Who Is The Real Woman In The Window?
Death to the studio; long live the studio. The final movie released under the Fox 2000 label before Disney swallowed it whole, Joe Wright’s The Woman in the Window completes its tortuous journey to the screen with an unceremonious drop this weekend on Netflix. Its participants deserve better; in its final form, I’m not sure the movie itself does. Overwrought and over-stuffed, The Woman in the Window will thrill you for the briefest of moments before back-tracking, zig-zagging, and side-stepping - anything to avoid following through on its most tantalizing moments.
It’s difficult to know what Wright’s initial version looked like. Initially set for an October 2019 release, Disney opted for rewrites and reshoots after poor test screenings, with producers bringing on Tony Gilroy to assist. Reports suggest that test audiences were confused - but unlike a film such as Rear Window (whose reputation this film plays on, in both title and plot), that’s sort of the point of Wright’s new film. We’re meant not just to doubt the violent events as seen by Dr. Anna Fox (Amy Adams), but to question Fox’s very sanity itself. It’s a wobbly foundation for Wright’s otherwise intriguing analysis of the unreliability of the human senses - particularly sight, the perfect study for this visual medium - but it means the audience’s confusion is baked into The Woman in the Window. Any efforts to replace it with clarity just muddle a film that very well may have once had more cohesion.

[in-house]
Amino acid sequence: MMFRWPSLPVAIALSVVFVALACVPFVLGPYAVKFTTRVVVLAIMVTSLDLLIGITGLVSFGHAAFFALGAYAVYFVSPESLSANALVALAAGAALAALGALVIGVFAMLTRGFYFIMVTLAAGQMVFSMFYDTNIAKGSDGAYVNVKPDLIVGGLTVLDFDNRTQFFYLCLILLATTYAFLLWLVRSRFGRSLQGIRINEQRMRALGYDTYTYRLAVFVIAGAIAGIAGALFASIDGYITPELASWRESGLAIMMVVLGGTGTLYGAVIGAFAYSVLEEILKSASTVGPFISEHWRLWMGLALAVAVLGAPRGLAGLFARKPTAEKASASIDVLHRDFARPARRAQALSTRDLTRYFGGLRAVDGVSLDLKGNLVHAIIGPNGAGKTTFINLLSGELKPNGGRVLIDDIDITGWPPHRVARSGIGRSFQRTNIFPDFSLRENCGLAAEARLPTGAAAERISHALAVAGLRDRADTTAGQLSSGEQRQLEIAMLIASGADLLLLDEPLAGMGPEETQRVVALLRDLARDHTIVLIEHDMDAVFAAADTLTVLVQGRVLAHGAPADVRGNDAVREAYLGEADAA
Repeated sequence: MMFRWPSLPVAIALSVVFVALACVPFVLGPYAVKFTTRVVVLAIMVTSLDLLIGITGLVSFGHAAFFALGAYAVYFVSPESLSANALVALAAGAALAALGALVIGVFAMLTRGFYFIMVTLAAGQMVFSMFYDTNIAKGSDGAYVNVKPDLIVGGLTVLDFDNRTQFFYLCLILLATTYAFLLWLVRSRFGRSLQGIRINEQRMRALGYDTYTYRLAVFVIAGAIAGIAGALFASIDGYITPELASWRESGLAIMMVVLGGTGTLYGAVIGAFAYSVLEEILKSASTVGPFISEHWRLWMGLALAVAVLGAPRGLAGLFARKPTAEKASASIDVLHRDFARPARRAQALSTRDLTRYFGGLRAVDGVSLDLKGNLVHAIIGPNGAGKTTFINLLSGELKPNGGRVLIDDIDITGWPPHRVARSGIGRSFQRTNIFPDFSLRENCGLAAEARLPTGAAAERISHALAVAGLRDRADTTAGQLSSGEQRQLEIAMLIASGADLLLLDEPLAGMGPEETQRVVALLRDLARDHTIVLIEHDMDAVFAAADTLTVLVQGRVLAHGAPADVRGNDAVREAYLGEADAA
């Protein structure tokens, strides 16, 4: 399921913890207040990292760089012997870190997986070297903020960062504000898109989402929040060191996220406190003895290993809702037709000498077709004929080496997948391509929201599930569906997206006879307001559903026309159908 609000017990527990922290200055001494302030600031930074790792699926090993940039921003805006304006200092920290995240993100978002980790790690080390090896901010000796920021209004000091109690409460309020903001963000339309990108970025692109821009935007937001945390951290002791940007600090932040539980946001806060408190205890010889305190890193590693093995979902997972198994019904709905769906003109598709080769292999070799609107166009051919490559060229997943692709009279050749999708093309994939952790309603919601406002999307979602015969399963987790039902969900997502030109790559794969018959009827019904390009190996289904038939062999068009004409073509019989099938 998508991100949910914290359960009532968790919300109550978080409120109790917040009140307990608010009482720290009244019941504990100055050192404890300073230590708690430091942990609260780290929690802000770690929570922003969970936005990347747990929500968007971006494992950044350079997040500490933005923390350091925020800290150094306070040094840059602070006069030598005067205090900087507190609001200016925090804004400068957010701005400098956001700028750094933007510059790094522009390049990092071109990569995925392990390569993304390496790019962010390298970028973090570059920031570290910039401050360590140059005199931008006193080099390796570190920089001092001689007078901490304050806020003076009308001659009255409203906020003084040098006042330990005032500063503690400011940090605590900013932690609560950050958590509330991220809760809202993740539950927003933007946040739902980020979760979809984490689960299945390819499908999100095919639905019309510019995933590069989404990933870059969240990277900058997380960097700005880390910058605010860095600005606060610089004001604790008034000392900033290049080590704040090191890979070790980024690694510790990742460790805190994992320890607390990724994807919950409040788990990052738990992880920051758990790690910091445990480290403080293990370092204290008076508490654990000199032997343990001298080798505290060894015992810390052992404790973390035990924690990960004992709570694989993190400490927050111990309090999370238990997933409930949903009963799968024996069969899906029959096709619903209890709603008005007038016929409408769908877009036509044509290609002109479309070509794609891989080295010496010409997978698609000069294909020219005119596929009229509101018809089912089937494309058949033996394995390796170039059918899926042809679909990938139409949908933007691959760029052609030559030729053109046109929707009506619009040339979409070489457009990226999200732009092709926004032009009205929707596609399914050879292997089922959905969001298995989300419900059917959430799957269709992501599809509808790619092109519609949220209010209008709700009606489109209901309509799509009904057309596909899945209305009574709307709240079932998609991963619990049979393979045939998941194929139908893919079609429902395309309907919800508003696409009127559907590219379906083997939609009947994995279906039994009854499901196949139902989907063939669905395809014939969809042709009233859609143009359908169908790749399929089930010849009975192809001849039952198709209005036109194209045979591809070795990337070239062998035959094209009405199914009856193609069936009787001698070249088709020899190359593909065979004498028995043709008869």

And along with cinematographer Bruno Delbonnel and the rest of his crew, Wright’s directorial decisions suggest a version of Woman that leans into the disorientation. Distortions abound in the first 30 minutes: light-touch dolly zooms, a shifting soundscape, and snapshot, slap-in-the-face flashbacks that cloud the present reality more than they clarify it. We begin to doubt not just whether Anna’s visions are real, but whether what she hears is invented, and whether, in fact, we really heard it ourselves. Yet Woman undermines this atmospheric filmmaking with regularly spaced “here’s what’s going on right now” scenes - several of which I’d wager were added after the test screenings.
Where Wright and screenwriter Tracy Letts’ original vision is lacking is in the needlessly excessive justification for Fox’s unreliability. The screenplay is adapted from a 2018 novel, and Fox’s backstory is pulled from that literary work, but the film version both over- and under-emphasizes it, seemingly in an attempt to arrive at an inevitable but nonetheless surprising twist ending. Supplemented by ineffective emotional manipulation, the ploy falls flat.
This odd film-that-couldn't is bursting at the seams with quality actors. Adams is a black hole force as Fox, and though her performance veers into maudlin territory quite a bit, that's as much a necessity of the script as it is a result of her choices. Julianne Moore, Jennifer Jason Leigh, Gary Oldman, Anthony Mackie, and Brian Tyree Henry all pop in for small roles, but it's the up-and-coming Wyatt Russell who gets to sink his teeth deepest into a supporting role as Fox's tenant. Alternating between charm and menace, Russell wields his frame to confuse and intimidate us, leaving us unclear on his ultimate self until the film's final sequence.
It's a film that could have brought Adams her long-awaited first Oscar and Russell his next step on the ladder to Hollywood glory. Instead, it's a forgettable Netflix release.